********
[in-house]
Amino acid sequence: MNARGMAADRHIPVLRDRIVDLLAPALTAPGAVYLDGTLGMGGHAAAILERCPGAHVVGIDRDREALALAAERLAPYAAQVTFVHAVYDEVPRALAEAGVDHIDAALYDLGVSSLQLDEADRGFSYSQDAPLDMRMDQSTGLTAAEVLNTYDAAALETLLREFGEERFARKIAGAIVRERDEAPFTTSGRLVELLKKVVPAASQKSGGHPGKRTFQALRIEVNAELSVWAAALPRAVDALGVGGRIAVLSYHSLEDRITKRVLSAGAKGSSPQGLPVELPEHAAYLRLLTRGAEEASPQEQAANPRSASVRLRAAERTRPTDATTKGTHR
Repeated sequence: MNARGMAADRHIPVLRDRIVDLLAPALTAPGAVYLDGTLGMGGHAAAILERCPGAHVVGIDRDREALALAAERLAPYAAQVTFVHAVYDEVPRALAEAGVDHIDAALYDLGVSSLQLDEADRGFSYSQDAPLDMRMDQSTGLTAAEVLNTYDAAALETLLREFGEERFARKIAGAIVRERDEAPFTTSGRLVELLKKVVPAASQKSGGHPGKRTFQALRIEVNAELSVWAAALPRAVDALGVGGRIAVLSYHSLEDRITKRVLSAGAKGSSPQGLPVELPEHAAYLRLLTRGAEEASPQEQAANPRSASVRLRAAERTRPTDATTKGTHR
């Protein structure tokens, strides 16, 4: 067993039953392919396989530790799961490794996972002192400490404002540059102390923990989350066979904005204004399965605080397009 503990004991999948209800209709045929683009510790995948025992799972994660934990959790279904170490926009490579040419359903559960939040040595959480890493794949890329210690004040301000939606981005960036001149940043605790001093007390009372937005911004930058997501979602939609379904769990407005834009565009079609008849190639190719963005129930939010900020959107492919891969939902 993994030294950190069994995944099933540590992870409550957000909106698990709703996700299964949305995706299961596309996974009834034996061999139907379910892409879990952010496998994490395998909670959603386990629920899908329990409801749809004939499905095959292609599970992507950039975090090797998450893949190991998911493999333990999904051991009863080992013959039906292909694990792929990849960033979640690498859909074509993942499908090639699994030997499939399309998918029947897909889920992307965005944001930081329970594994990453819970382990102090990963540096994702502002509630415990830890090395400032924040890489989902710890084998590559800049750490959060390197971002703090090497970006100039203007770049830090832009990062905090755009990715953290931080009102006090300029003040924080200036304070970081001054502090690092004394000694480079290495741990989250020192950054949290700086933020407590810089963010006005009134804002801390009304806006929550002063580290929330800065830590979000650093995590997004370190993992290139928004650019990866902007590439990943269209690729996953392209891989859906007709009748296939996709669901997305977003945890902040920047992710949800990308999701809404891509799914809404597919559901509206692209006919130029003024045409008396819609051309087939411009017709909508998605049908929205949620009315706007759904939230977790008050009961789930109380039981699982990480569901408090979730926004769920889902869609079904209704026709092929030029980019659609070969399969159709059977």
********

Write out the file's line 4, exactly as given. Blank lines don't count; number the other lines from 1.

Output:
């Protein structure tokens, strides 16, 4: 067993039953392919396989530790799961490794996972002192400490404002540059102390923990989350066979904005204004399965605080397009 503990004991999948209800209709045929683009510790995948025992799972994660934990959790279904170490926009490579040419359903559960939040040595959480890493794949890329210690004040301000939606981005960036001149940043605790001093007390009372937005911004930058997501979602939609379904769990407005834009565009079609008849190639190719963005129930939010900020959107492919891969939902 993994030294950190069994995944099933540590992870409550957000909106698990709703996700299964949305995706299961596309996974009834034996061999139907379910892409879990952010496998994490395998909670959603386990629920899908329990409801749809004939499905095959292609599970992507950039975090090797998450893949190991998911493999333990999904051991009863080992013959039906292909694990792929990849960033979640690498859909074509993942499908090639699994030997499939399309998918029947897909889920992307965005944001930081329970594994990453819970382990102090990963540096994702502002509630415990830890090395400032924040890489989902710890084998590559800049750490959060390197971002703090090497970006100039203007770049830090832009990062905090755009990715953290931080009102006090300029003040924080200036304070970081001054502090690092004394000694480079290495741990989250020192950054949290700086933020407590810089963010006005009134804002801390009304806006929550002063580290929330800065830590979000650093995590997004370190993992290139928004650019990866902007590439990943269209690729996953392209891989859906007709009748296939996709669901997305977003945890902040920047992710949800990308999701809404891509799914809404597919559901509206692209006919130029003024045409008396819609051309087939411009017709909508998605049908929205949620009315706007759904939230977790008050009961789930109380039981699982990480569901408090979730926004769920889902869609079904209704026709092929030029980019659609070969399969159709059977």